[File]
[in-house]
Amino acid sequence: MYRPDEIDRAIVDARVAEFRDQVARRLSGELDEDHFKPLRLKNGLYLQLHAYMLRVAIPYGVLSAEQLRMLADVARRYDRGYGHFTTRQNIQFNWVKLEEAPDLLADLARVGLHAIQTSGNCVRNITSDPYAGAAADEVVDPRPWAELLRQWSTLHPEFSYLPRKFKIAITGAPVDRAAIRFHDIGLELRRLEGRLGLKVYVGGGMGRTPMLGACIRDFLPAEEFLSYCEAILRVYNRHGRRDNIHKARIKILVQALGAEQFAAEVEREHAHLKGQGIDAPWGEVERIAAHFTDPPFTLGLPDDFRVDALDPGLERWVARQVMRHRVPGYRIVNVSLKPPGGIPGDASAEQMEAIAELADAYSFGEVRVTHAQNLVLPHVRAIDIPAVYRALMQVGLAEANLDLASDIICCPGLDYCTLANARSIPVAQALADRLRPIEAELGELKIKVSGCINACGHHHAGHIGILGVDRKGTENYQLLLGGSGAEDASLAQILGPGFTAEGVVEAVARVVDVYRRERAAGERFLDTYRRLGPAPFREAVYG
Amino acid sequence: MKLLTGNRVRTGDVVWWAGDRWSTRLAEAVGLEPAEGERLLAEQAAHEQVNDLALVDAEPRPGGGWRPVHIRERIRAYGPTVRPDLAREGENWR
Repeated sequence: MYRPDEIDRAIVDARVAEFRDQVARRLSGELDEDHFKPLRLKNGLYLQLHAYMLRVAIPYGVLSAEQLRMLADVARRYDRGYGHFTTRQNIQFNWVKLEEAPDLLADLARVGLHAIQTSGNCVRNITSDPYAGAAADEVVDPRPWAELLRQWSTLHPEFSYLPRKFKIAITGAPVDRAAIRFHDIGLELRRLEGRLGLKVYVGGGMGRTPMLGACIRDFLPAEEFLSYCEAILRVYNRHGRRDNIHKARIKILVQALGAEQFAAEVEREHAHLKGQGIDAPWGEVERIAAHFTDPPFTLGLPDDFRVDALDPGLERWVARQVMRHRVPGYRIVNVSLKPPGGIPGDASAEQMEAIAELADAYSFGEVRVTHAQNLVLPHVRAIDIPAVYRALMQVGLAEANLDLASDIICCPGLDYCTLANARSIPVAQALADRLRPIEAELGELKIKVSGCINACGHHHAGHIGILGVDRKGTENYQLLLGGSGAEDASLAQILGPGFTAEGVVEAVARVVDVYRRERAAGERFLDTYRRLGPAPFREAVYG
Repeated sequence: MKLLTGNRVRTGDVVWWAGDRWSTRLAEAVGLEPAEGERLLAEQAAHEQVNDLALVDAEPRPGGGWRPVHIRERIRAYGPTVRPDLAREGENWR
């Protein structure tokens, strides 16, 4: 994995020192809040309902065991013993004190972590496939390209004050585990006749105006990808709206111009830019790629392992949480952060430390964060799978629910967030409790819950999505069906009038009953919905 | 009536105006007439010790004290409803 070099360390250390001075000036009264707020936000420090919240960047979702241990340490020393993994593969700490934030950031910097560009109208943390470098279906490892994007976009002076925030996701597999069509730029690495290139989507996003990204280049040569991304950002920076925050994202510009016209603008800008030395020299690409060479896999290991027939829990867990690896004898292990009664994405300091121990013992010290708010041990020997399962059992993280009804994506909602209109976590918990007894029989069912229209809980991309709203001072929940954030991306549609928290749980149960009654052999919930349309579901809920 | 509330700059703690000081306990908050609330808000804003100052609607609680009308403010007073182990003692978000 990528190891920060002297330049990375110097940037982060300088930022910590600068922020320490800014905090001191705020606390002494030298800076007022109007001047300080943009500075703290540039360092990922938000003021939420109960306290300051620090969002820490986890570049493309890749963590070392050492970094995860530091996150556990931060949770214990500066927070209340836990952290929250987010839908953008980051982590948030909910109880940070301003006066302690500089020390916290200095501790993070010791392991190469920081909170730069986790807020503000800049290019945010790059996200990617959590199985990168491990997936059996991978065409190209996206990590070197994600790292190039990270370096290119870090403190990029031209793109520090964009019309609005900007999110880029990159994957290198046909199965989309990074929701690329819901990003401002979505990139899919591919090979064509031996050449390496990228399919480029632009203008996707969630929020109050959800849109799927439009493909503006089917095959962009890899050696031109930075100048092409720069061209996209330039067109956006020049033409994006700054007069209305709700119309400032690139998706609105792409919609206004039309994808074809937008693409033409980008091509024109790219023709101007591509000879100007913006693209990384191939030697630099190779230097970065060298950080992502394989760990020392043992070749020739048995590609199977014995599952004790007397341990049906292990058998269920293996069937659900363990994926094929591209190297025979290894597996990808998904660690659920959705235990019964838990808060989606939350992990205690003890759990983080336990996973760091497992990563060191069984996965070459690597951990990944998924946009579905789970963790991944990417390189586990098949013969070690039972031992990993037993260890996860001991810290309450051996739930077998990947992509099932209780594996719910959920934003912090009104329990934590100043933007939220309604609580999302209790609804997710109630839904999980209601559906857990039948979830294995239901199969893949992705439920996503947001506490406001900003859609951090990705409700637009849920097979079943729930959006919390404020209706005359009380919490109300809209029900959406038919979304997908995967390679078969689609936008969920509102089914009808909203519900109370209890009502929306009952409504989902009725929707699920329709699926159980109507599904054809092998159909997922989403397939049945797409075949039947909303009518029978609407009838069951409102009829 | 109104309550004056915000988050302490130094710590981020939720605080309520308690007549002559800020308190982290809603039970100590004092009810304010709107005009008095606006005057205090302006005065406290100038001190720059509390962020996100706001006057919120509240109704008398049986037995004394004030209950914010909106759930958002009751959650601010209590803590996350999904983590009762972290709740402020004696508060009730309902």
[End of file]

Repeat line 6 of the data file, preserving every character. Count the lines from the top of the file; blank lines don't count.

């Protein structure tokens, strides 16, 4: 994995020192809040309902065991013993004190972590496939390209004050585990006749105006990808709206111009830019790629392992949480952060430390964060799978629910967030409790819950999505069906009038009953919905 | 009536105006007439010790004290409803 070099360390250390001075000036009264707020936000420090919240960047979702241990340490020393993994593969700490934030950031910097560009109208943390470098279906490892994007976009002076925030996701597999069509730029690495290139989507996003990204280049040569991304950002920076925050994202510009016209603008800008030395020299690409060479896999290991027939829990867990690896004898292990009664994405300091121990013992010290708010041990020997399962059992993280009804994506909602209109976590918990007894029989069912229209809980991309709203001072929940954030991306549609928290749980149960009654052999919930349309579901809920 | 509330700059703690000081306990908050609330808000804003100052609607609680009308403010007073182990003692978000 990528190891920060002297330049990375110097940037982060300088930022910590600068922020320490800014905090001191705020606390002494030298800076007022109007001047300080943009500075703290540039360092990922938000003021939420109960306290300051620090969002820490986890570049493309890749963590070392050492970094995860530091996150556990931060949770214990500066927070209340836990952290929250987010839908953008980051982590948030909910109880940070301003006066302690500089020390916290200095501790993070010791392991190469920081909170730069986790807020503000800049290019945010790059996200990617959590199985990168491990997936059996991978065409190209996206990590070197994600790292190039990270370096290119870090403190990029031209793109520090964009019309609005900007999110880029990159994957290198046909199965989309990074929701690329819901990003401002979505990139899919591919090979064509031996050449390496990228399919480029632009203008996707969630929020109050959800849109799927439009493909503006089917095959962009890899050696031109930075100048092409720069061209996209330039067109956006020049033409994006700054007069209305709700119309400032690139998706609105792409919609206004039309994808074809937008693409033409980008091509024109790219023709101007591509000879100007913006693209990384191939030697630099190779230097970065060298950080992502394989760990020392043992070749020739048995590609199977014995599952004790007397341990049906292990058998269920293996069937659900363990994926094929591209190297025979290894597996990808998904660690659920959705235990019964838990808060989606939350992990205690003890759990983080336990996973760091497992990563060191069984996965070459690597951990990944998924946009579905789970963790991944990417390189586990098949013969070690039972031992990993037993260890996860001991810290309450051996739930077998990947992509099932209780594996719910959920934003912090009104329990934590100043933007939220309604609580999302209790609804997710109630839904999980209601559906857990039948979830294995239901199969893949992705439920996503947001506490406001900003859609951090990705409700637009849920097979079943729930959006919390404020209706005359009380919490109300809209029900959406038919979304997908995967390679078969689609936008969920509102089914009808909203519900109370209890009502929306009952409504989902009725929707699920329709699926159980109507599904054809092998159909997922989403397939049945797409075949039947909303009518029978609407009838069951409102009829 | 109104309550004056915000988050302490130094710590981020939720605080309520308690007549002559800020308190982290809603039970100590004092009810304010709107005009008095606006005057205090302006005065406290100038001190720059509390962020996100706001006057919120509240109704008398049986037995004394004030209950914010909106759930958002009751959650601010209590803590996350999904983590009762972290709740402020004696508060009730309902």